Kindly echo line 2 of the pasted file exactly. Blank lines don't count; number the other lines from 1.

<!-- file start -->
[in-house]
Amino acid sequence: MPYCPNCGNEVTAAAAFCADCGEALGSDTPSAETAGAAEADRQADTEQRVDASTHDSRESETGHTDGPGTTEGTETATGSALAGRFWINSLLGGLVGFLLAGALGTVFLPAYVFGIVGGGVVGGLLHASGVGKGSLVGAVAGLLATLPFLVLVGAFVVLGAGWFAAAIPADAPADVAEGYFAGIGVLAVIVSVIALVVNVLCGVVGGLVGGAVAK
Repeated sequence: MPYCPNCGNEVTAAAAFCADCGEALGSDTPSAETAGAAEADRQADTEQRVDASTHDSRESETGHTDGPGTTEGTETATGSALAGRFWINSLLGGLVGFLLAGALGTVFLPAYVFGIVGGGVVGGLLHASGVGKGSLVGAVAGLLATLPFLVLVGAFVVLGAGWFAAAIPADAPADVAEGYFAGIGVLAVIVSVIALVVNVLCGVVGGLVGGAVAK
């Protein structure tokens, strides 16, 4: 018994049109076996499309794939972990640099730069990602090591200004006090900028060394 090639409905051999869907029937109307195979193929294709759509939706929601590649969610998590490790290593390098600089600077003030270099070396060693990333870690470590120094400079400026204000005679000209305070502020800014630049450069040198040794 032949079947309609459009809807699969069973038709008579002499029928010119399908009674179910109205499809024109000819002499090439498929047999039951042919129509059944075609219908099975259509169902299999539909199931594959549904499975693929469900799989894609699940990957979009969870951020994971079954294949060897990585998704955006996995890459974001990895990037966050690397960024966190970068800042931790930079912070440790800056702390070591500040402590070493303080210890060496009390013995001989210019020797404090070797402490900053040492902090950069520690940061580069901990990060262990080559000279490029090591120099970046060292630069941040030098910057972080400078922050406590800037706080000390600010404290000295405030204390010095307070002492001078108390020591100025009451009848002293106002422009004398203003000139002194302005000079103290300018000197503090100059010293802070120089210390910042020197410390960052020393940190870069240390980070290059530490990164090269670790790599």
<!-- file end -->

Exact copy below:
Amino acid sequence: MPYCPNCGNEVTAAAAFCADCGEALGSDTPSAETAGAAEADRQADTEQRVDASTHDSRESETGHTDGPGTTEGTETATGSALAGRFWINSLLGGLVGFLLAGALGTVFLPAYVFGIVGGGVVGGLLHASGVGKGSLVGAVAGLLATLPFLVLVGAFVVLGAGWFAAAIPADAPADVAEGYFAGIGVLAVIVSVIALVVNVLCGVVGGLVGGAVAK